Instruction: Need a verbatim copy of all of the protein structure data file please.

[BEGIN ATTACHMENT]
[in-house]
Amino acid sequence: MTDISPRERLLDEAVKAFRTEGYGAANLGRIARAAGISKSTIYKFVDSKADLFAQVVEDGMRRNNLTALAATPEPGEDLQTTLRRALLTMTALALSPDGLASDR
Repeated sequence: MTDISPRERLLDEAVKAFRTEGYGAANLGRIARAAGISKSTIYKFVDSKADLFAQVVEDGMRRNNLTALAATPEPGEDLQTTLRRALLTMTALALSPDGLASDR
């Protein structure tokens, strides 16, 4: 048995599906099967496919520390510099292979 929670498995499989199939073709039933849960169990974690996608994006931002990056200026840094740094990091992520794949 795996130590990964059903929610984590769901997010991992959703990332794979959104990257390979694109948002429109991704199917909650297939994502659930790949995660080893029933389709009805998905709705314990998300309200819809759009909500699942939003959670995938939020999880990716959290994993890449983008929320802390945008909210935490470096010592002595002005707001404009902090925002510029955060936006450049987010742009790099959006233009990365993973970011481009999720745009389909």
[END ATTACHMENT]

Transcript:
[in-house]
Amino acid sequence: MTDISPRERLLDEAVKAFRTEGYGAANLGRIARAAGISKSTIYKFVDSKADLFAQVVEDGMRRNNLTALAATPEPGEDLQTTLRRALLTMTALALSPDGLASDR
Repeated sequence: MTDISPRERLLDEAVKAFRTEGYGAANLGRIARAAGISKSTIYKFVDSKADLFAQVVEDGMRRNNLTALAATPEPGEDLQTTLRRALLTMTALALSPDGLASDR
């Protein structure tokens, strides 16, 4: 048995599906099967496919520390510099292979 929670498995499989199939073709039933849960169990974690996608994006931002990056200026840094740094990091992520794949 795996130590990964059903929610984590769901997010991992959703990332794979959104990257390979694109948002429109991704199917909650297939994502659930790949995660080893029933389709009805998905709705314990998300309200819809759009909500699942939003959670995938939020999880990716959290994993890449983008929320802390945008909210935490470096010592002595002005707001404009902090925002510029955060936006450049987010742009790099959006233009990365993973970011481009999720745009389909």